Wednesday, 10 September 2014

The Beast (1975)

So here we finally are - the last of Arrow's current crop of dual DVD & Blu-ray releases of the work of Polish director Walerian Borowczyk, and the most recent chronologically. THE BEAST also happens to be the work of his that first brought him to my notice and, I suspect the notice of many others as well - for better or worse.
        THE BEAST is an attention grabbing, infamous film. Based around a segment originally filmed for IMMORAL TALES which was then saved to be part of a longer feature work, its original release was met with horror, outrage, censorship and outright banning. What's interesting is that, apart from some graphic scenes of horses having sex at the beginning, for the first hour or so the unsuspecting viewer may well wonder what all the fuss is about as THE BEAST bears all the characteristics of setting itself up as something approaching farce.

Lucy Broadhurst (Lisbeth Hummel) travels from England to marry Maturin L'Esperance (Pierre Benedetti). They stand to inherit a considerable fortune as a result, as long as the marriage is blessed by a specific Cardinal. Behind the scenes we learn the Cardinal is still in Rome & won't accept the L'Esperance family's calls because Maturin wasn't baptised until recently. As Lucy explores the house she finds a number of weird family heirlooms - paintings that conceal obscene images of bestiality, and a corset in a glass cabinet that allegedly belonged to Maturin's eighteenth-century ancestor Romilda. Lucy isn't entirely without secrets of her own, however. She's been busy taking Polaroid snaps of horses having sex and getting off to them in her bedroom. Maturin, on the other hand, seems to have no interest in her at all. In a dream sequence Romilda (Sirpa Lane) gets chased through a forest by a huge hairy thing with a huge hairy thing. After a prolonged sexual encounter with it, she eventually proves more than a match for its sexual potency and the beast dies. Meanwhile back in 1975 the plot is about to go completely bonkers with plenty of nudity and weird hairiness of its own.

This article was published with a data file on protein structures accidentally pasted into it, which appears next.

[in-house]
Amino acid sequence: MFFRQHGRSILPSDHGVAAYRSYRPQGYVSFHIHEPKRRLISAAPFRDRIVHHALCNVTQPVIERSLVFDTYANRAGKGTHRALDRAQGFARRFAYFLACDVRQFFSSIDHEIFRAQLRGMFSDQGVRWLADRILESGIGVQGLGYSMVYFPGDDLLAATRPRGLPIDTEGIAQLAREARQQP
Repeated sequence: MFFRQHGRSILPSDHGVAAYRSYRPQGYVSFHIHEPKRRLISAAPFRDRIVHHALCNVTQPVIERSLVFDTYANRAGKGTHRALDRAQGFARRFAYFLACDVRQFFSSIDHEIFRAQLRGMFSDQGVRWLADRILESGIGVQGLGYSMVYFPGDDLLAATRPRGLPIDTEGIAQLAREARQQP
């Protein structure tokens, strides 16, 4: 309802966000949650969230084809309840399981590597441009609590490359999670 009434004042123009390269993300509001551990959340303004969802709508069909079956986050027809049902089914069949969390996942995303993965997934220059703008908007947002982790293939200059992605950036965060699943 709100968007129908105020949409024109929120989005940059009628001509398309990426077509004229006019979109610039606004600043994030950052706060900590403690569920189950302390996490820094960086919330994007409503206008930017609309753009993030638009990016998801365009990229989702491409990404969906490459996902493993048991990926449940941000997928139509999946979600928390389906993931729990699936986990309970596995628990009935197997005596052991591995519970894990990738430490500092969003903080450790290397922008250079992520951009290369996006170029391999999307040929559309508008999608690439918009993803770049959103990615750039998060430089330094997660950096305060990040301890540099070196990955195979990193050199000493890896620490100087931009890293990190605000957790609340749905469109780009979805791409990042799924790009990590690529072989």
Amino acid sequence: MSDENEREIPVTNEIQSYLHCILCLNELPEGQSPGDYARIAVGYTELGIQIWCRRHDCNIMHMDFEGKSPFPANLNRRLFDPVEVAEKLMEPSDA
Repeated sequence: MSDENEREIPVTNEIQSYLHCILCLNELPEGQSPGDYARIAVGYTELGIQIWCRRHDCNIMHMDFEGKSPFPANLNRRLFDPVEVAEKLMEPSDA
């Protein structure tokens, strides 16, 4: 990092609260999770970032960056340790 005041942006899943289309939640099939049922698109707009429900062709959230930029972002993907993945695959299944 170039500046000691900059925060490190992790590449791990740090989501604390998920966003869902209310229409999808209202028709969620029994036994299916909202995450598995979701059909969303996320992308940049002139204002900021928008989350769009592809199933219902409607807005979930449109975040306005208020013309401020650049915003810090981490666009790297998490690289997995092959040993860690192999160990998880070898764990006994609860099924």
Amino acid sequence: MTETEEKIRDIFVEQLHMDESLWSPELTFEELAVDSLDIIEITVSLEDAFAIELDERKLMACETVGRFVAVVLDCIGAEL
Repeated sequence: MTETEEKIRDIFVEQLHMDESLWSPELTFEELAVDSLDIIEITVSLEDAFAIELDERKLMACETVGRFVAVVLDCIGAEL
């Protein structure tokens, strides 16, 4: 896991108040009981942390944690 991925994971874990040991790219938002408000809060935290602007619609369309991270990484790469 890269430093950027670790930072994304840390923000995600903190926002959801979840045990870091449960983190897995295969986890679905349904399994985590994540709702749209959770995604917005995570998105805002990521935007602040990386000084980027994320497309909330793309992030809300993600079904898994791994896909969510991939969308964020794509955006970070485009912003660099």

In a decade where censorship had become significantly relaxed it’s still unsurprising that THE BEAST caused quite a lot of outrage when it was first shown. Nearly forty years later, and the sexual content still feels rather over the top, so goodness knows what viewers of the uncut version must have thought back in the day. THE BEAST is, of course, all about sex, whether it's the unfulfilled desires of Lucy, the perceived impotence (or bestial leanings) of Maturin, the predilection for teenaged boys exhibited by the priest staying at the house, the inter-racial couplings of the servants (probably a lot more shocking then than we can probably conceive) or the fact that the entire movie is taking place at what one presumes is a stud farm. In amongst all this bouncing around, Borowczyk also manages to create some beautiful images, and once again shows an exquisite sense in his choice of musical underscoring (in this case harpsichord music by Scarlatti).

Arrow's Blu-ray presentation of THE BEAST is uncut and second to none. It's rare to see a European film from this era looking this good (the most recent would have been the BFI's Blu-ray of Robbe-Grillet's SUCCESSIVE SLIDINGS OF PLEASURE). Extras include a brief introduction by film critic Peter Bradshaw and The Making of the Beast which combines behind the scenes footage of the making of the film with a commentary by camera operator Noel Very. Frenzy of Ecstasy is a featurette which displays Borowczyk's original sketches of the beast, and then provides a synopsis of the perceived BEAST sequel, MOTHERHOOD, which sounds so completely barking mad I wish he'd had the chance to make it. There's also the short VENUS ON THE HALF-SHELL which features some very strange art indeed, a trailer, booklet and reversible sleeve.

As a work of film restoration on Arrow's part, and an example of the censor's current day attitude towards a movie by a director of Borowczyk's reputation, I cannot recommend THE BEAST highly enough. As an actual film I'd have to recommend it be approached with caution. It's possibly the most provocative and certainly the most outrageous of Arrow's Borowczyk Blu-ray releases. Actually, it's one of the most outrageous in the entire Arrow catalogue. Nearly forty years old, it still has the power to make you wonder what on earth was going through his mind when he made it. Which in itself should be recommendation enough.

Arrow Films released Walerian Borowczyk's THE BEAST on dual format Blu-ray and DVD on 8th September 2014

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